Maybe you gave an allowance to your 7-year-old, and it was a simple matter of a couple of singles a week he could use to buy gum or Pokémon cards. Or maybe you thought about giving allowance but never really got around to it because you were just busy. But when the kids started to get a little older, paying a teenager allowance became a more of an issue.
Either way, adolescence is a good time to revisit this topic again. Your children want bigger-ticket items like cellphones, concert tickets, and designer clothes. They’re thinking about summer jobs, and you’re thinking about college expenses. Also, you were kind of hoping they’d be a little more responsible about money by now.
Where does allowance play into all this?
First off, you don’t have to give a teenager allowance. For some families, it simply isn’t in the budget. Also, Beth Kobliner, author of the newly released Make Your Kid A Money Genius (Even If You’re Not), has reviewed academic studies on allowance from around the world, and she’s found that there’s no consensus on whether allowance is always a benefit to kids’ financial development.
Ron Lieber, author of the bestselling Opposite of Spoiled: Raising Kids Who Are Generous, Grounded, and Smart About Money, is an enthusiastic proponent of allowance as a learning tool, assuming a family can afford it. “It’s in the same category as art supplies, books, or sports equipment. We want them to ‘practice money’ and get good at it, the same way we want them to practice and get good at all those other things.”
Guidelines for Allowance:
1. Allowance isn’t earned.
If parents decide to give a teenager allowance, it should never be tied to the completion of chores. Kobliner, Lieber, and nearly every other money expert agree on this—kids should do chores simply because they are part of a family. And being in a family means pitching in and working together. No one should be able to opt out of chores by forfeiting allowance.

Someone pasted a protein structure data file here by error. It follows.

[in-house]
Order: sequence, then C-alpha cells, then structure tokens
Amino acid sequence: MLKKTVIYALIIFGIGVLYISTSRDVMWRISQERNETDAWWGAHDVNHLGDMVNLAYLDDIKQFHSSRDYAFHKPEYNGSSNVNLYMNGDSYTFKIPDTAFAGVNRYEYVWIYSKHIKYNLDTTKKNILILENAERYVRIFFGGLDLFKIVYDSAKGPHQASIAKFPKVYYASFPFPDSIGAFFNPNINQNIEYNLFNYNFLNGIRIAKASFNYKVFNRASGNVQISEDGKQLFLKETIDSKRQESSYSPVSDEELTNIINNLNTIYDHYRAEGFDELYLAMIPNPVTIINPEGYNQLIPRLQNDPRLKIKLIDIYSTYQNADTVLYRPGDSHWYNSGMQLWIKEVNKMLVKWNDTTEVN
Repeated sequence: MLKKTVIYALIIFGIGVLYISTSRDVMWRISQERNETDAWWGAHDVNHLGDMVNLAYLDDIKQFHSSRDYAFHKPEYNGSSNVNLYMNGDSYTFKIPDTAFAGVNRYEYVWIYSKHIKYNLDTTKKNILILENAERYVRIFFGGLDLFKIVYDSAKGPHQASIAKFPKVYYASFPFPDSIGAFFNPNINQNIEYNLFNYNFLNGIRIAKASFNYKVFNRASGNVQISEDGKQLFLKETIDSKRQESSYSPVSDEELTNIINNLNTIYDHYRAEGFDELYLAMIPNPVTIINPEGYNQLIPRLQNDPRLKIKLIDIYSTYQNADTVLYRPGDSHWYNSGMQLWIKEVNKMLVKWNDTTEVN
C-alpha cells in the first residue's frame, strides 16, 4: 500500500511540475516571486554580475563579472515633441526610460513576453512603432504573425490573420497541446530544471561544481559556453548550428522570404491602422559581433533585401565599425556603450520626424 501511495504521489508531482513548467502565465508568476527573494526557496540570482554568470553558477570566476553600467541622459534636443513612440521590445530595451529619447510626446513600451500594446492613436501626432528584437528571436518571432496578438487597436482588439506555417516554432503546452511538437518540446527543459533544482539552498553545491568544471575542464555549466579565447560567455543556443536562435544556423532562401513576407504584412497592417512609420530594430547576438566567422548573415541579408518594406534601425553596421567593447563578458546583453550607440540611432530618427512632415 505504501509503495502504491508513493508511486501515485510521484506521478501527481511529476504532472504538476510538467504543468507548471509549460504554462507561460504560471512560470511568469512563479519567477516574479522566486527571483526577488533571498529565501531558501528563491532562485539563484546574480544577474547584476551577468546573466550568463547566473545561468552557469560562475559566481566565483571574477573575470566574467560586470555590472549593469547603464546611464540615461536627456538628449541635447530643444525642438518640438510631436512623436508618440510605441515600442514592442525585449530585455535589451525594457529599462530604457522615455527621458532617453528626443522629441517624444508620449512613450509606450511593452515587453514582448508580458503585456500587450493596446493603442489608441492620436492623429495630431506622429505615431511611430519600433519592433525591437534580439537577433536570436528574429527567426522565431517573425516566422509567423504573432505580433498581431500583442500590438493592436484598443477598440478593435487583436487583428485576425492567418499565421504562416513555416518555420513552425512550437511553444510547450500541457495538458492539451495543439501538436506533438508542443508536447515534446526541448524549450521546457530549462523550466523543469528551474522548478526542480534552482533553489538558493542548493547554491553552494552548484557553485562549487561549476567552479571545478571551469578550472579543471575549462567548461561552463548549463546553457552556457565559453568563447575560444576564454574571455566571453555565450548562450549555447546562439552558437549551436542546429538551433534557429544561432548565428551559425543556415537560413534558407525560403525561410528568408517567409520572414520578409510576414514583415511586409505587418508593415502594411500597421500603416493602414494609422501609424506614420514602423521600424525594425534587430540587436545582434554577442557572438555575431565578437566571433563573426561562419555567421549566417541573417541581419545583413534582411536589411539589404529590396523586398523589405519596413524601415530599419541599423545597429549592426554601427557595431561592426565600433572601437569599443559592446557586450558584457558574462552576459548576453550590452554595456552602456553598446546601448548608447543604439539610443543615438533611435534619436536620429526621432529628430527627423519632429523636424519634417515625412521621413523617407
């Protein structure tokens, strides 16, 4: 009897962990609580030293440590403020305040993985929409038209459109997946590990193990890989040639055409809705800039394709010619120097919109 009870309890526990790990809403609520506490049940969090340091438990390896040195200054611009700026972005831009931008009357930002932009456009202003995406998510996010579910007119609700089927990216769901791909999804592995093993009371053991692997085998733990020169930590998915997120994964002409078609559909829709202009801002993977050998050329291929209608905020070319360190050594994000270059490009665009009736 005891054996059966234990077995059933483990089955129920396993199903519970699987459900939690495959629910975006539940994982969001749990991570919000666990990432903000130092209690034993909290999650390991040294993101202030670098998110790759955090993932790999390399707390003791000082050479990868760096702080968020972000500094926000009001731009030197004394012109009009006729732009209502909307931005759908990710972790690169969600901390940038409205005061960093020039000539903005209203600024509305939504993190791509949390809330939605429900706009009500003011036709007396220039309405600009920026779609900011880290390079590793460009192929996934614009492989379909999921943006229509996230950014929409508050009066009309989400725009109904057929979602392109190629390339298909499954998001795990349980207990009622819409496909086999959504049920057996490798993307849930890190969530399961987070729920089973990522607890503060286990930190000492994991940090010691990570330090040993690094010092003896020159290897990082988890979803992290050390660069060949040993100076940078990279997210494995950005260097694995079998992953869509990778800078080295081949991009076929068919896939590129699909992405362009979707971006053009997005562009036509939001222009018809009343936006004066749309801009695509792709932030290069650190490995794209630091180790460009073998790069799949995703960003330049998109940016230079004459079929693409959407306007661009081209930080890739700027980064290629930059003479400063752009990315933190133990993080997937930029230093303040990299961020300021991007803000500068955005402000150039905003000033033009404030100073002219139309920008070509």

2. Be clear about what allowance is for.
Another rule for successfully managing allowance is to be clear about expectations. Decide and communicate what you’re asking them to pay for with this allowance, Kobliner says. That’s going to be different for each family, of course, depending on your family’s lifestyle and needs.
3. Use allowance to teach about choices.
Lieber offers a straightforward philosophy to determine allowance or spending budget for your teen. “We want them to have enough so they can get all the things they need and some of the things they want, but not so much that they don’t have to make a lot of really hard choices.” It’s in making those choices, and having to tease apart their wants from their needs, that kids develop into adults who are responsible spenders and savers.
So maybe you’ll shell out for a Lands’ End winter coat, but not the designer name she wants. She’ll have to make the tough decision whether to take that extra money from the budget and sacrifice somewhere else. As Lieber says, handing over some of this control (and the consequences) is “a relatively low-stakes real-world experience in bargain-hunting and thinking about which things are most important to them.”
And that’s the bottom line about what parents should focus on when it comes to allowance in these years: we’re providing the opportunity to practice and fail now, when they’re still young and under our roof. Better now than in their twenties.